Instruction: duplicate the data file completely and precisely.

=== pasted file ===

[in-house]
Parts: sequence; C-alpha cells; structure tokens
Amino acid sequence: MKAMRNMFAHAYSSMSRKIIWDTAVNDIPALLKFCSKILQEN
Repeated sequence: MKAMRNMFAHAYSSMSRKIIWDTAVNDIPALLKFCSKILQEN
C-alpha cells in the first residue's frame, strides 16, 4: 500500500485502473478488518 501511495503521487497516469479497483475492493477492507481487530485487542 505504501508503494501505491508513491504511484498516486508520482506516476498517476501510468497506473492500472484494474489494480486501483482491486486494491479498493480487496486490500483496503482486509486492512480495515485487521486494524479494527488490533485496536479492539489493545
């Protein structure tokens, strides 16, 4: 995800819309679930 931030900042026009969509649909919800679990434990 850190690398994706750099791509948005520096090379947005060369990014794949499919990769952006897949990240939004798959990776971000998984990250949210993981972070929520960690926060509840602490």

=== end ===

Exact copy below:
[in-house]
Parts: sequence; C-alpha cells; structure tokens
Amino acid sequence: MKAMRNMFAHAYSSMSRKIIWDTAVNDIPALLKFCSKILQEN
Repeated sequence: MKAMRNMFAHAYSSMSRKIIWDTAVNDIPALLKFCSKILQEN
C-alpha cells in the first residue's frame, strides 16, 4: 500500500485502473478488518 501511495503521487497516469479497483475492493477492507481487530485487542 505504501508503494501505491508513491504511484498516486508520482506516476498517476501510468497506473492500472484494474489494480486501483482491486486494491479498493480487496486490500483496503482486509486492512480495515485487521486494524479494527488490533485496536479492539489493545
């Protein structure tokens, strides 16, 4: 995800819309679930 931030900042026009969509649909919800679990434990 850190690398994706750099791509948005520096090379947005060369990014794949499919990769952006897949990240939004798959990776971000998984990250949210993981972070929520960690926060509840602490």